Brianna Guinn | WHS art teacher
What’s the appeal? Cartoons are nostalgic.
I remember Saturday mornings waking up and turning on the TV to watch the time block dedicated to animated kids shows. This nostalgia is part of the appeal, yet as I begrudgingly became an adult it is the simple ridiculous moments mixed with the infallibility of the cartoons pliable nature. It mutated into a way to accept the crazy in life and instead of crying at life’s inconveniences, I would belt out a roaring laugh at the absurdity of it all.
Here are my Top Five favorite cartoons of all time.
Bob’s Burgers is my favorite. I enjoy the family dynamic and the similarity of the comedic family situation. It’s the regular dysfunction that really appeals to me. — Streaming on Hulu and HBO Max.
Archer is my second favorite. I love that egomaniac narcissist of Archer and how the spy game transitions into dream worlds and the Archer series reinvents itself almost in the middle of the series and still has the same characters you love, but new and different versions are explored. The series has brief moments where you get a glimpse of Archer as a reflective and deep individual before seconds pass and he’s back to being the center of his own universe.— Streaming on Hulu.
Futurama is my stand by, when I am feeling down and that overwhelming feeling that the future is bleak takes over, I pop on Futurama. I love Futurama’s ability to make me laugh at tragedy. It is one of the best gifts. The nature of cartoons is varied and sometimes violent but the cartoon is an impossible fragment of imagination that can’t simply die. I love the prediction of future events and how bizarre and hilarious the solutions are to the missions the crew of Futurama take. — Streaming on Hulu.
Squidbillies is one of the weirdest cartoons created. It isn’t for everyone. The backwater humor is only funny because you know some undesirable rabble probably actually said it. I love it, mostly because I grew up with people in my family who embodied the characters of the family of squids. I guess family dysfunction is something I find fascinating because many of the cartoons I love play it out in some way. I love the monster trucks and the huge trucker hat that the main character wears and the mullet on a squid is just comedy gold. Raunchy sometimes and not for the faint of heart. — Streaming on Hulu and HBO Max.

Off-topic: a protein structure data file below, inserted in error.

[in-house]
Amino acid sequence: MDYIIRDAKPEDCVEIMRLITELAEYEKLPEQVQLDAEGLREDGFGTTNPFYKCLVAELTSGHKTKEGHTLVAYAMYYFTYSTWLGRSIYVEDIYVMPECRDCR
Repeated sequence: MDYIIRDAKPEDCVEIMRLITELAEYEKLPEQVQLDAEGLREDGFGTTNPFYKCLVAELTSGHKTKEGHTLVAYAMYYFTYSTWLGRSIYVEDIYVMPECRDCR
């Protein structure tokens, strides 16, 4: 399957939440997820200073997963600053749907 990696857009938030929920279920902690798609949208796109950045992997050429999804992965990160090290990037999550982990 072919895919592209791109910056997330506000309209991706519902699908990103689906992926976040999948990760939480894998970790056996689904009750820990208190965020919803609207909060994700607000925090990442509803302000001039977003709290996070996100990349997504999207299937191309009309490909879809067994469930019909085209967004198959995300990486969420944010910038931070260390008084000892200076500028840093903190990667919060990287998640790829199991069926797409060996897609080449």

5.King of the Hill
King of the Hill was never a favorite when I was a teen but as I got older I realized that I was missing the key component to appreciating this series — its dry humor. It’s the fact that it shouldn’t be funny because it wasn’t a joke but the characters’ roles make the series a comedy winner. It illustrates the generational divides and allows the audience to view the everyday situations of Hank, a type A man who loves his son but doesn’t understand him. He loves his father and respects him but is treated by his father like he regretfully claims him. It was a reality show without live action and much better writing. He now lives in the same suburban Texas neighborhood as his friends from high school.
Hank very much tries to be a man’s man, but life shows him that he has to duck and weave if he wants to have a deep connection to his son. — Streaming on Hulu.
“Top Five” allows students and faculty to share their top five songs, movies, shows, meals or anything else they’re passionate about. Email firstname.lastname@example.org to share your Top Five.
Illustration by Brianna Guinn